a. Standing

         Bank of America argues that Plaintiffs lack standing under Article III of the Constitution because they failed to allege a concrete injury. In its Reply, however, Bank of America appears to abandon this argument as it fails to address any of Plaintiff's arguments or case law cited in support of standing. Nonetheless, as standing presents a threshold question of subject-matter jurisdiction, the Court addresses whether Plaintiff satisfies the injury-in-fact requirement.

         To establish Article III standing, a “plaintiff must have (1) suffered an injury in fact, (2) that is fairly traceable to the challenged conduct of the defendant, and (3) that is likely to be redressed by a favorable judicial decision.” Spokeo, Inc. v. Robins, 136 S.Ct. 1540, 1547 (2016). “To establish injury in fact, a plaintiff must show that he or she suffered ‘an invasion of a legally protected interest' that is ‘concrete and particularized' and ‘actual or imminent, not conjectural or hypothetical.'” Id. at 1548 (citing Lujan v. Defenders of Wildlife, 504 U.S. 555, 560 (1992)). “For an injury to be particularized, it must affect the plaintiff in a personal and individual way.” Id. at 1548 (internal quotation marks omitted). “A concrete injury must be de facto; that is, it must actually exist.” Id. at 1548 (internal quotation marks omitted). “When we have used the adjective ‘concrete,' we have meant to convey the usual meaning of the term- ‘real,' and not ‘abstract.'” Id. at 1548. However, concrete injuries need not necessarily be tangible. Id. at 1549-50 (using the example of reporting an incorrect zip code as one that would not equate to any concrete harm, while inaccurately reporting a debt as delinquent would equate to concrete harm). In fact, a FCRA violation that causes a “material risk of harm” could be sufficient to confer Article III standing. Id. at 1550.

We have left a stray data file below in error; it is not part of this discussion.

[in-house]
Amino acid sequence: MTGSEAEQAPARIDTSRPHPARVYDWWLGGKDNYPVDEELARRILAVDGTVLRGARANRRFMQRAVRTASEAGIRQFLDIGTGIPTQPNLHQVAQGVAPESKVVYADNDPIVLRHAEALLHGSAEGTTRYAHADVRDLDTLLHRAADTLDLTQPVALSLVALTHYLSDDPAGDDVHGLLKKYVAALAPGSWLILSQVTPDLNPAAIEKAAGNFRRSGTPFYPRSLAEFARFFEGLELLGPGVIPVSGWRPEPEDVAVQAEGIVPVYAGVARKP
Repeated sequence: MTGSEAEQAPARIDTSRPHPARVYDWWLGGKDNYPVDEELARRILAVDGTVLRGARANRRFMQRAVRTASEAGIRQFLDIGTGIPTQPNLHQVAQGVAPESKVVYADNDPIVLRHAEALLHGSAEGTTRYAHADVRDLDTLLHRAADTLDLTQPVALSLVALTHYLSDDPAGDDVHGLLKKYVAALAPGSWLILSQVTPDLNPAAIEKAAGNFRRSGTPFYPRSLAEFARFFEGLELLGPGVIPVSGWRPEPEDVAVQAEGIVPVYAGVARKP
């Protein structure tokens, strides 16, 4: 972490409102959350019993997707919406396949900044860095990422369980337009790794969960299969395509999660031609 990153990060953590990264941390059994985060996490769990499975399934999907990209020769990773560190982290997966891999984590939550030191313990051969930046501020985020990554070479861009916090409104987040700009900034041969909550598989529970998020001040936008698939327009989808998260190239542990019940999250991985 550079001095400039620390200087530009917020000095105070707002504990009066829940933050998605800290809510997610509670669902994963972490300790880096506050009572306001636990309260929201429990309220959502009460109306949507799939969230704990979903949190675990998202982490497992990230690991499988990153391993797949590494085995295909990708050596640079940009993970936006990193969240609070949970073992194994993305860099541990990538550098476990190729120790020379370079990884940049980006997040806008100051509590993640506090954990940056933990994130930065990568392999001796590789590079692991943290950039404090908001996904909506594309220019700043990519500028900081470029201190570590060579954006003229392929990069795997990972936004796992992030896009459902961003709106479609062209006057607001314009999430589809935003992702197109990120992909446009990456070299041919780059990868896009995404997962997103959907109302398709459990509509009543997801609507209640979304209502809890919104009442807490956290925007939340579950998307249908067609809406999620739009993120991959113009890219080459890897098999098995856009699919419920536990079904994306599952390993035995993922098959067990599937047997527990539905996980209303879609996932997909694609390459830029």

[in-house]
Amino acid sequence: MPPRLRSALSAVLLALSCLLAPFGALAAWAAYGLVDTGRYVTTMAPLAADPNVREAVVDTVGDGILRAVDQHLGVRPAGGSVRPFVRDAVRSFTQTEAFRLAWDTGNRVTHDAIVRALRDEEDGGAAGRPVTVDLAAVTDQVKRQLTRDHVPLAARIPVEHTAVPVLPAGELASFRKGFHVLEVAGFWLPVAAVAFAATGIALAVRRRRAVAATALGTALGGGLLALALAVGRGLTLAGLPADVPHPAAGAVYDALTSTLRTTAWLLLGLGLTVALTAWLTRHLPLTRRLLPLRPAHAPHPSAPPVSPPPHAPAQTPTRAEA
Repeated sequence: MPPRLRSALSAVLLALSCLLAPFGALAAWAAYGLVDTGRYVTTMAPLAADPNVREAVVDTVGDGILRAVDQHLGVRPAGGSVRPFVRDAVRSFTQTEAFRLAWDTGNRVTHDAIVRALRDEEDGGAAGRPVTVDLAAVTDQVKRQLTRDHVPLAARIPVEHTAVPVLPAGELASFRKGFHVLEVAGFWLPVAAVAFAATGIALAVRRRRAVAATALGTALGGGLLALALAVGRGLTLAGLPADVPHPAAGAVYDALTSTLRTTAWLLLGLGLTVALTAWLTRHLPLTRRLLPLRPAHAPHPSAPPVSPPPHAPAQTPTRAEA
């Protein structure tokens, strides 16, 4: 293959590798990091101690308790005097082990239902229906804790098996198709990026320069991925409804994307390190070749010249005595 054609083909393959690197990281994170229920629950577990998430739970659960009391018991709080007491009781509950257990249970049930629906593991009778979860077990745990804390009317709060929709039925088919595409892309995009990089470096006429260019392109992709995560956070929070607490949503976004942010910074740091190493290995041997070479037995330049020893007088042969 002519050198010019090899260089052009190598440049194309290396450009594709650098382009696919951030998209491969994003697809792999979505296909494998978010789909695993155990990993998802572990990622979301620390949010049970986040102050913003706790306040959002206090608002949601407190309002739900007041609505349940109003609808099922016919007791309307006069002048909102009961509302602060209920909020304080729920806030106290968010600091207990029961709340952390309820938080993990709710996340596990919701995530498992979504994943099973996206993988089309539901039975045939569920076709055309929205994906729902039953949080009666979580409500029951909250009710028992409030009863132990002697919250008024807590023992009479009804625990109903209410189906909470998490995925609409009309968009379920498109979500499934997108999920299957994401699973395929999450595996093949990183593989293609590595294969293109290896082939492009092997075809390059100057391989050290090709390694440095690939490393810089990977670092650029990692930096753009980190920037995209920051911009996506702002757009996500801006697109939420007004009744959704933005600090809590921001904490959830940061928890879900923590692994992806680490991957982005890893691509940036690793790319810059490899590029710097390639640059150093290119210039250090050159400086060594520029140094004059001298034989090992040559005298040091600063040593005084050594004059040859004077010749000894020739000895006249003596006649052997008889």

Here, Plaintiffs sufficiently claim an “injury in fact” to satisfy Article III standing. Specifically, the Complaint alleges damages consisting of: (a) their impaired ability to rebuild creditworthiness; (b) misinformation provided to third-parties about the status of their account; (c) the loss of a line of credit; and (d) damage to their reputation. ECF No. [1] at ¶ 24. Plaintiffs' allegations demonstrate a particularized and concrete injury in that Bank of America provided inaccurate information about their payment history, which in turn affected their creditworthiness and resulted in the loss of a line of credit. See Keller v. Experian Info. Sols., Inc., No. 16-cv-04643-LHK, 2017 WL 130285, at *4 (N.D. Cal. Jan. 13, 2017) (finding that the plaintiff sufficiently alleged a concrete injury for Article III standing when the complaint claimed that inaccurate debt delinquency was reported) (citing Spokeo, 136 S.Ct. at 1549-50). In addition, Plaintiffs allege that they sustained damage to their reputation - another particularized and concrete “injury in fact.” See Gambles v. Sterling Infosystems, Inc., 234 F.Supp.3d 510, 524 (S.D.N.Y. 2017) (finding that inaccurate reporting of plaintiff's address history that “cast [plaintiff] as itinerant, shiftless, and risky, thereby undermining [plaintiff's] prospects for employment, ” was sufficient to establish a material risk of harm necessary for Article III standing). As such, the Court concludes that Plaintiffs have alleged a sufficient injury in fact to establish the existence of Article III standing.

         b. The ...